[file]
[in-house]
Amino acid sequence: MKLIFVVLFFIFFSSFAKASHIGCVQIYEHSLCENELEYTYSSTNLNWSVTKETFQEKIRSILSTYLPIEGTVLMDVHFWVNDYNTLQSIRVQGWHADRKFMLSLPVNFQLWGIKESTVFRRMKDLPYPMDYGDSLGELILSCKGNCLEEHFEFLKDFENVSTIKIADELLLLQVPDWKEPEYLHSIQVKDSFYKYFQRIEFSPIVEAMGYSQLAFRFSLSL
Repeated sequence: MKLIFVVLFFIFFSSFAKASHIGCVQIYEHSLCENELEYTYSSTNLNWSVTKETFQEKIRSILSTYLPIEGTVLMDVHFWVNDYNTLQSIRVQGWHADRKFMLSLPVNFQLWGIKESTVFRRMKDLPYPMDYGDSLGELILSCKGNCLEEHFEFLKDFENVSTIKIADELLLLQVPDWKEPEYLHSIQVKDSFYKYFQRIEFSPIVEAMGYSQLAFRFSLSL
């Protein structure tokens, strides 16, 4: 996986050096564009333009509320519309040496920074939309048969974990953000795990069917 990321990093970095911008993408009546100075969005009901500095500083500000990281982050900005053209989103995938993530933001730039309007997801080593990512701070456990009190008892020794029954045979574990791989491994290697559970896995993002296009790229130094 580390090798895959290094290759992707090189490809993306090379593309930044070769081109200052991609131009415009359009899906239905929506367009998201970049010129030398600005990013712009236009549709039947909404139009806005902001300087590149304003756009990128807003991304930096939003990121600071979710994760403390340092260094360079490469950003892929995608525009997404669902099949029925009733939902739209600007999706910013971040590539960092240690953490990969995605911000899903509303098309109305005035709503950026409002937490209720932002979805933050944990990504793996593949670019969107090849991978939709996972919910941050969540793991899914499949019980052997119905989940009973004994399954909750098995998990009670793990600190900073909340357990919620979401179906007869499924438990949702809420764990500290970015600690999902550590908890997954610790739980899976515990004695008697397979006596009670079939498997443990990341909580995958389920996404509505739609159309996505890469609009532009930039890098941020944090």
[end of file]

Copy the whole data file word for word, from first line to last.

[in-house]
Amino acid sequence: MKLIFVVLFFIFFSSFAKASHIGCVQIYEHSLCENELEYTYSSTNLNWSVTKETFQEKIRSILSTYLPIEGTVLMDVHFWVNDYNTLQSIRVQGWHADRKFMLSLPVNFQLWGIKESTVFRRMKDLPYPMDYGDSLGELILSCKGNCLEEHFEFLKDFENVSTIKIADELLLLQVPDWKEPEYLHSIQVKDSFYKYFQRIEFSPIVEAMGYSQLAFRFSLSL
Repeated sequence: MKLIFVVLFFIFFSSFAKASHIGCVQIYEHSLCENELEYTYSSTNLNWSVTKETFQEKIRSILSTYLPIEGTVLMDVHFWVNDYNTLQSIRVQGWHADRKFMLSLPVNFQLWGIKESTVFRRMKDLPYPMDYGDSLGELILSCKGNCLEEHFEFLKDFENVSTIKIADELLLLQVPDWKEPEYLHSIQVKDSFYKYFQRIEFSPIVEAMGYSQLAFRFSLSL
């Protein structure tokens, strides 16, 4: 996986050096564009333009509320519309040496920074939309048969974990953000795990069917 990321990093970095911008993408009546100075969005009901500095500083500000990281982050900005053209989103995938993530933001730039309007997801080593990512701070456990009190008892020794029954045979574990791989491994290697559970896995993002296009790229130094 580390090798895959290094290759992707090189490809993306090379593309930044070769081109200052991609131009415009359009899906239905929506367009998201970049010129030398600005990013712009236009549709039947909404139009806005902001300087590149304003756009990128807003991304930096939003990121600071979710994760403390340092260094360079490469950003892929995608525009997404669902099949029925009733939902739209600007999706910013971040590539960092240690953490990969995605911000899903509303098309109305005035709503950026409002937490209720932002979805933050944990990504793996593949670019969107090849991978939709996972919910941050969540793991899914499949019980052997119905989940009973004994399954909750098995998990009670793990600190900073909340357990919620979401179906007869499924438990949702809420764990500290970015600690999902550590908890997954610790739980899976515990004695008697397979006596009670079939498997443990990341909580995958389920996404509505739609159309996505890469609009532009930039890098941020944090």